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If you’re wanting to start a business, it’s a good idea to get the trash side of it up and running as soon as possible, or else you can run into some problems with disposing of the waste you create pretty fast. Business plans frequently forget disposal and collection costs, because they aren’t seen as something noticeably expensive. Until they are.
That’s why we’re here to help out, give you a quick rundown of why it’s a good idea to plan it out before it’s a problem, and even teach you a thing or two about where to get started.
Just in case this isn’t something you’ve looked up or thought about before, we’re going to put it as straight-forward and simple as we can. Ready?
They’re not as different as you’d think, but for legal reasons they have to stay separate. Plus, would you want to pay extra taxes to cover businesses in your area throwing out trash?
Municipal solid waste is defined by law as unwanted items thrown out by homeowners or apartment residents, that are made through their daily household activities. This also covers small amounts of DIY waste too, but for bigger amounts you may need to pay a removal service or hire a dumpster.
Commercial waste on the other hand consists of any waste made by a company. This includes old food and paper in a corporate building, as well as hazardous materials, but the laws vary depending on the type of waste. If your business deals with waste similar to what a regular household would produce, there’s less red tape and regulations to follow.
Hazardous waste is looked at differently from state to state, but it’s always harder to dispose of. Anything toxic, flammable or corrosive has to be picked up by vehicles with Department of Transport (DOT) registration and compliance, and taken to a special landfill.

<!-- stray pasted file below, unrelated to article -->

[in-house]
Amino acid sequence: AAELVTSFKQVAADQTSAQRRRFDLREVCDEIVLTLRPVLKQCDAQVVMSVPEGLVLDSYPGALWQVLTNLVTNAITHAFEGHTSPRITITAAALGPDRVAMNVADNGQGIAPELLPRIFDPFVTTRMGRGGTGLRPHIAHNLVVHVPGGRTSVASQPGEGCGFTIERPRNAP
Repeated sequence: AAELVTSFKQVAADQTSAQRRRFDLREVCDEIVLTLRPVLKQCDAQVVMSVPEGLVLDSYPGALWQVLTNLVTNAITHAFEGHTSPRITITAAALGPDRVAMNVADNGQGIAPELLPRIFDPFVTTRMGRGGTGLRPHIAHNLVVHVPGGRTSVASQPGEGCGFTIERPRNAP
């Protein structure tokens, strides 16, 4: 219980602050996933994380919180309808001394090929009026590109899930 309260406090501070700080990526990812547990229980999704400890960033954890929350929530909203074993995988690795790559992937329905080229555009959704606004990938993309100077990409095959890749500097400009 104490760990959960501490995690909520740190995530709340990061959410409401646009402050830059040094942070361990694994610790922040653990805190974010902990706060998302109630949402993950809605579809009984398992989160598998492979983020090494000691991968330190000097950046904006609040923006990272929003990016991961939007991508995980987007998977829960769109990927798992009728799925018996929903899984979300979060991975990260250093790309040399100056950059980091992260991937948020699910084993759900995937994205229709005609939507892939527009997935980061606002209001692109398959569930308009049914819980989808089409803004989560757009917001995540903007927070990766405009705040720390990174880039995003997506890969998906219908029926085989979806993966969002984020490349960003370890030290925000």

Not really, but they can help you save a lot of time and money in the long run.
Like we said earlier, the rules are strict, especially for hazardous waste, and having the Environmental Protection Agency (EPA) knocking on your door isn’t what anybody wants.
Illegal dumping can be a misdemeanor or a felony, depending on state, the amount of waste,
the type of waste, and whether it is hazardous, or whether you’ve been charged before.
On top of these charges and potential jail time, fines are commonplace too. Depending on the severity, this can be between $50 and $50,000 per day.
Hiring another company to manage your waste is the best way to avoid this happening, because they already know the laws and have all the qualifications.
Waste management businesses are also experts in giving you advice, so they can tell you where you can recycle, and how to make collections cheaper. It’ll also help you come across as a greener business, helping your reputation.
Sadly, there isn’t just a ‘one size fits all’ price for your disposal, but your price will always be made up of these factors:
Landfill sites also have a tipping fee for every ton of trash that gets dropped off to them. $59.93 was the average per ton for states with waste-to-energy (WTE) in 2019. In states without it, the average tip fee was $53.58 per ton. Landfills with less space charge more, so if you’re visiting a landfill that’s at capacity you’ll have to pay an excess. This goes for smaller landfill sites too.
A supplier works this all out for you and gives you a bill every month, and it comes out cheaper too since they know where to look. Without them, you have to put this all together yourself.
Because of all of these factors, it usually takes a lot of research to find out how much you should be paying, and what your cheapest option usually is. That’s why we have a comparison on the best suppliers. We take your business name, type of waste, amount of waste and a few other details, and put you in touch with the cheapest company for your needs. No more scratching heads.
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